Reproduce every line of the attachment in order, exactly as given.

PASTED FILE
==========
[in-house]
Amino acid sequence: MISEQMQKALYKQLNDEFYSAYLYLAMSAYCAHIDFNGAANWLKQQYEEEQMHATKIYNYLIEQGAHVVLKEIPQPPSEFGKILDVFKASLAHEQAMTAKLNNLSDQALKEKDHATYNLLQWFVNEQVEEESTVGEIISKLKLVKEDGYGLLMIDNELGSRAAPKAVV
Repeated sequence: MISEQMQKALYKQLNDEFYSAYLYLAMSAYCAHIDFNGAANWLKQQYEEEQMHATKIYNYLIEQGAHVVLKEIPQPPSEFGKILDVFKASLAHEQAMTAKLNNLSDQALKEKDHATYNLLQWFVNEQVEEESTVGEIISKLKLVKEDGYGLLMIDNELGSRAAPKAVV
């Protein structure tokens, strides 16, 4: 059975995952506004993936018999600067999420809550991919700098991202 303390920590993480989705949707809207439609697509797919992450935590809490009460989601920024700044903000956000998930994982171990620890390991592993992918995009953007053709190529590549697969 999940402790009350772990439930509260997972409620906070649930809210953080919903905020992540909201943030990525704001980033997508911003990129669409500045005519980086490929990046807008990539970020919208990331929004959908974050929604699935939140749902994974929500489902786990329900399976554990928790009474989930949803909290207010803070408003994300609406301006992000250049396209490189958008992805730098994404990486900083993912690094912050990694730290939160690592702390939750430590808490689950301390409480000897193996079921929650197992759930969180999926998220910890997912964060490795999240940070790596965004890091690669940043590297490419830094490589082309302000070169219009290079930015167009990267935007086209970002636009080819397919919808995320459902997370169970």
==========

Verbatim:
[in-house]
Amino acid sequence: MISEQMQKALYKQLNDEFYSAYLYLAMSAYCAHIDFNGAANWLKQQYEEEQMHATKIYNYLIEQGAHVVLKEIPQPPSEFGKILDVFKASLAHEQAMTAKLNNLSDQALKEKDHATYNLLQWFVNEQVEEESTVGEIISKLKLVKEDGYGLLMIDNELGSRAAPKAVV
Repeated sequence: MISEQMQKALYKQLNDEFYSAYLYLAMSAYCAHIDFNGAANWLKQQYEEEQMHATKIYNYLIEQGAHVVLKEIPQPPSEFGKILDVFKASLAHEQAMTAKLNNLSDQALKEKDHATYNLLQWFVNEQVEEESTVGEIISKLKLVKEDGYGLLMIDNELGSRAAPKAVV
């Protein structure tokens, strides 16, 4: 059975995952506004993936018999600067999420809550991919700098991202 303390920590993480989705949707809207439609697509797919992450935590809490009460989601920024700044903000956000998930994982171990620890390991592993992918995009953007053709190529590549697969 999940402790009350772990439930509260997972409620906070649930809210953080919903905020992540909201943030990525704001980033997508911003990129669409500045005519980086490929990046807008990539970020919208990331929004959908974050929604699935939140749902994974929500489902786990329900399976554990928790009474989930949803909290207010803070408003994300609406301006992000250049396209490189958008992805730098994404990486900083993912690094912050990694730290939160690592702390939750430590808490689950301390409480000897193996079921929650197992759930969180999926998220910890997912964060490795999240940070790596965004890091690669940043590297490419830094490589082309302000070169219009290079930015167009990267935007086209970002636009080819397919919808995320459902997370169970």